An embarrassing email leak aimed at damaging Hillary Clinton's campaign is being blamed on the Russians, throwing up the scary idea that Vladimir Putin may actually be trying to help Donald Trump become president.
The release of 20,000 hacked emails, which showed the Democratic National Committee favoured Clinton during the primary contest with Bernie Sanders, has led to ugly scenes at the Democratic convention and resignation of the party chair.
In what should be a triumphant occasion for Clinton that confirms her as the Democratic nominee for the presidential race, her name has instead been greeted with loud boos and chants of "Bernie" from Sanders supporters at the convention.
The dissent is a gift for her Republican rival Donald Trump, who was officially endorsed as the presidential candidate by his party last week.
But the hack could damage Trump too, after Clinton's campaign officials blamed it on Russian spies.
A cybersecurity firm the Democrats hired after they realised they had been hacked, found traces of at least two sophisticated hacking groups called "COZY BEAR" and "FANCY BEAR" on their network - both had ties to the Russian government.
Those hackers took at least a year's worth of detailed chats, emails and research on Trump, a person knowledgeable of the breach told AP.
Metadata associated with the file suggests that the documents passed through Russian computers. They were last saved by someone named (in Cyrillic letters) "Felix Edmundovich," a possible reference to "Iron Felix", a historical figure who was best known for establishing the Soviet secret police.
The release of the emails on Wikileaks just before the Democratic convention was designed to inflict maximum possible damage, but it also came just a week after Trump made troubling comments about US support of NATO.
Trump told the New York Times he would decide whether to protect America's NATO allies against Russian aggression based on whether those countries "have fulfilled their obligations to us". It follows earlier comments from Trump that praised Russian President Vladimir Putin as a strong leader, while criticising the 28-member NATO alliance as "obsolete and expensive", sparking fears from Eastern European countries like Lithuania that Trump will "kowtow" to Putin.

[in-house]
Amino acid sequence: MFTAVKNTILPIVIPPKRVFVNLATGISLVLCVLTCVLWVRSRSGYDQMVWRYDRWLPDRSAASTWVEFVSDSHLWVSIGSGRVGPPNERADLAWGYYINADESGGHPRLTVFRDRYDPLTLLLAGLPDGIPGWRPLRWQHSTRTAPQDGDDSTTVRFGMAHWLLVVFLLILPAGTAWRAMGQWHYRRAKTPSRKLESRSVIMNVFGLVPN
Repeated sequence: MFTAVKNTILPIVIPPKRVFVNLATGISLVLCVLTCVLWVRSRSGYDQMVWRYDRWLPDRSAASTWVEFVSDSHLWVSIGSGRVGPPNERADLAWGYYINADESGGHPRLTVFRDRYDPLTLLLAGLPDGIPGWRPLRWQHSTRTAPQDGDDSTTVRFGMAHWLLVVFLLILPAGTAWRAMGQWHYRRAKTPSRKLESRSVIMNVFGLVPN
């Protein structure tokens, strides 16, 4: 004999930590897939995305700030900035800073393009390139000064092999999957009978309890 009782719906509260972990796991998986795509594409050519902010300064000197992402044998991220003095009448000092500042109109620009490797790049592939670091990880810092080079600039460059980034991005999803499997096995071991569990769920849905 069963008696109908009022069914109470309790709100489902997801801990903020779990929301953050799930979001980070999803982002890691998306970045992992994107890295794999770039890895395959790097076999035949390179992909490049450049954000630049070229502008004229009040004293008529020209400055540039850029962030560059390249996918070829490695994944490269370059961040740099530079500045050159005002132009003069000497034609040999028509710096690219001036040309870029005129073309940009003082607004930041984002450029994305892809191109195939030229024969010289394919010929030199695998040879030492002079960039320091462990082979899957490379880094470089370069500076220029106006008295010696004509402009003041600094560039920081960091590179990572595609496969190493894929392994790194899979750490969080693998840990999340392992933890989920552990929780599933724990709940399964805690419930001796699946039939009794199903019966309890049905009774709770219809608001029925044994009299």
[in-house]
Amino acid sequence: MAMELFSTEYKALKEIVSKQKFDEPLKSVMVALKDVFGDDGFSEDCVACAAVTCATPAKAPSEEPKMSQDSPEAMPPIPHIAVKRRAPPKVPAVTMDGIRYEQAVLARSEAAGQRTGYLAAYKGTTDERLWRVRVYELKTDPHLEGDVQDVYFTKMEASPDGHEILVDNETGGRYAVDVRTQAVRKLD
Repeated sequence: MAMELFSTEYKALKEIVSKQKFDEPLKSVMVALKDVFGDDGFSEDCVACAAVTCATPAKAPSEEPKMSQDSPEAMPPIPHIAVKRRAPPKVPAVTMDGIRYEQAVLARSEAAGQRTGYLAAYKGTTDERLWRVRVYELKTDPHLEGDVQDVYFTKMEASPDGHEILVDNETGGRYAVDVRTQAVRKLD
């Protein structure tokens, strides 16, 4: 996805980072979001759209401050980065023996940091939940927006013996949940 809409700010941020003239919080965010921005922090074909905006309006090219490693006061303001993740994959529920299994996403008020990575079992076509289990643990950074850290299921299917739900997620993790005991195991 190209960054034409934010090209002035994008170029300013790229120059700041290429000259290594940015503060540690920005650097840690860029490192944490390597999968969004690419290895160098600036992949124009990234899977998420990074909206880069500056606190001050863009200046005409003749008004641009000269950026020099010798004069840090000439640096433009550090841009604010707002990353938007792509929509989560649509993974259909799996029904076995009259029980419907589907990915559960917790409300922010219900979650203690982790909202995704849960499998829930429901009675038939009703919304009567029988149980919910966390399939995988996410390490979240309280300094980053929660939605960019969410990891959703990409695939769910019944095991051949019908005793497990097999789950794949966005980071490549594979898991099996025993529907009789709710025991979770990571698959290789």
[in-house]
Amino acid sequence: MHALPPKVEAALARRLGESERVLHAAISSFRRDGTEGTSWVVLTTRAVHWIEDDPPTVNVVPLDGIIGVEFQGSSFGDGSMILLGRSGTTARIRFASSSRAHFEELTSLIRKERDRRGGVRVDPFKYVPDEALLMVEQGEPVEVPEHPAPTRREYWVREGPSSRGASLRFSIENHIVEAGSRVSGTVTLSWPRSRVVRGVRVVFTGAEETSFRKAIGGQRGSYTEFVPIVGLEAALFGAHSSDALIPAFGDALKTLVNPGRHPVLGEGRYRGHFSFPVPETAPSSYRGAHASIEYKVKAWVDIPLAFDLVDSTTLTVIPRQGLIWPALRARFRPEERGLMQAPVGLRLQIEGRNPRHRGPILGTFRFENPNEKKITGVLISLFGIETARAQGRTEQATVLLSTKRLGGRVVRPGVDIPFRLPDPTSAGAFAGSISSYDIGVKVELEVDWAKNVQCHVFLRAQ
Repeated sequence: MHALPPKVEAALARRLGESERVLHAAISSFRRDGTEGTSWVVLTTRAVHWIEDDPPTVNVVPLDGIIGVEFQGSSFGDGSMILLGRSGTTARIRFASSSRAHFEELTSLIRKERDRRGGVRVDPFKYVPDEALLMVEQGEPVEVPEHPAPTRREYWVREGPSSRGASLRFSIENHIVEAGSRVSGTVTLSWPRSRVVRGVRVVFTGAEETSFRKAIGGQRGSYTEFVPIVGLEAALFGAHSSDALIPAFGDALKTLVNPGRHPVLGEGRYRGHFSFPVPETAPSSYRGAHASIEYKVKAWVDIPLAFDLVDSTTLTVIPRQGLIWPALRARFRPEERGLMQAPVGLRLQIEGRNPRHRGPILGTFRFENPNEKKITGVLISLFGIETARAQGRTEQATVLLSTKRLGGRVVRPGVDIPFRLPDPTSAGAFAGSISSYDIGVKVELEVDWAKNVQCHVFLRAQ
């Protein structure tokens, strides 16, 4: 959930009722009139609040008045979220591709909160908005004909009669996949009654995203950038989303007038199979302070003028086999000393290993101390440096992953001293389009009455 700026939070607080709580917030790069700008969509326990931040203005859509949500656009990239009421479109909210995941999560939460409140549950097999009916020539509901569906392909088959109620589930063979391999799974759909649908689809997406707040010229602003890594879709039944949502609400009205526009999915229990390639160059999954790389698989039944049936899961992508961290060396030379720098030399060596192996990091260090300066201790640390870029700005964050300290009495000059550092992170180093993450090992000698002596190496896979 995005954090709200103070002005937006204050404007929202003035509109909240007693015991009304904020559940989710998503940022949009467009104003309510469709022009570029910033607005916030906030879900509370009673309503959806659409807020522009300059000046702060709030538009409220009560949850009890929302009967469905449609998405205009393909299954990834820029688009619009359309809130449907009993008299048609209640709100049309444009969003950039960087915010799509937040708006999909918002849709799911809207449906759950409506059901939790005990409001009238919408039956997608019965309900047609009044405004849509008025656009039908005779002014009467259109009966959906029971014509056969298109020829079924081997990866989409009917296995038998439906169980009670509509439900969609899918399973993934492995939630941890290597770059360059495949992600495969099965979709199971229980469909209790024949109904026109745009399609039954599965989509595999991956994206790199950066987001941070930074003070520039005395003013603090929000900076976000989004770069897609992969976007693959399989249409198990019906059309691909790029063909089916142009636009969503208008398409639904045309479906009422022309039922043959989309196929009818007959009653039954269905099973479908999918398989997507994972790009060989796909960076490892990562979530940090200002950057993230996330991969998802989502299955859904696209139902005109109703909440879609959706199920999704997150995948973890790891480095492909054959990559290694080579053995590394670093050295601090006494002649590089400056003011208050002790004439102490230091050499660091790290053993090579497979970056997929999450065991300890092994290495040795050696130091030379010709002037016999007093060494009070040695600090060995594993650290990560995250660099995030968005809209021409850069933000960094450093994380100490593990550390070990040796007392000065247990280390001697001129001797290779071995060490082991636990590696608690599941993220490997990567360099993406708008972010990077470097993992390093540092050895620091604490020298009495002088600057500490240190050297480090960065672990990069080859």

On Sunday, Clinton campaign manager Robby Mook said that it was "concerning last week that Trump changed the Republican platform to become what some experts would regard as pro-Russian."
Other links between Trump and Russia have also emerged.
The Washington Post revealed last month that Trump also relies heavily on Russian money.
"Russians make up a pretty disproportionate cross-section of a lot of our assets," Trump's son, Donald Junior reportedly said in 2008. "We see a lot of money pouring in from Russia."
Trump's campaign manager Paul Manafort also used to be a lobbyist for the pro-Russian president of Ukraine, who was ousted in 2014.
The Clinton campaign has accused Moscow of trying to meddle in the US election and help Trump. Adviser John Podesta pointed to a "bromance" between Trump and Putin.
"We don't have information right now about that, but what we have is a kind of bromance going on between Vladimir Putin and Trump which is distinct from this leak," Podesta said in an MSNBC interview about the email hack.
But Trump has dismissed the suggestion, tweeting: "The joke in town is that Russia leaked the disastrous DNC emails, which should never have been written (stupid), because Putin likes me."
Trump's senior policy adviser Paul Manafort called statements by the Clinton campaign "pretty desperate."
"It's a far reach, obviously," Manafort told reporters.
"To lead their convention with that tells me they really are trying to move away from what the issues are going to be in this campaign. It's pretty absurd."
Despite the denials, the controversy has shone a light on Trump's relationship with Russia and even has some asking whether Trump is Putin's puppet, and pointing to similarities between the two men, whose politics are both "mean, xenophobic, nationalistic and extreme".
As the presidential campaign hots up, Trump will now need to address concerns that his links to Russia won't influence his decisions in the Oval Office.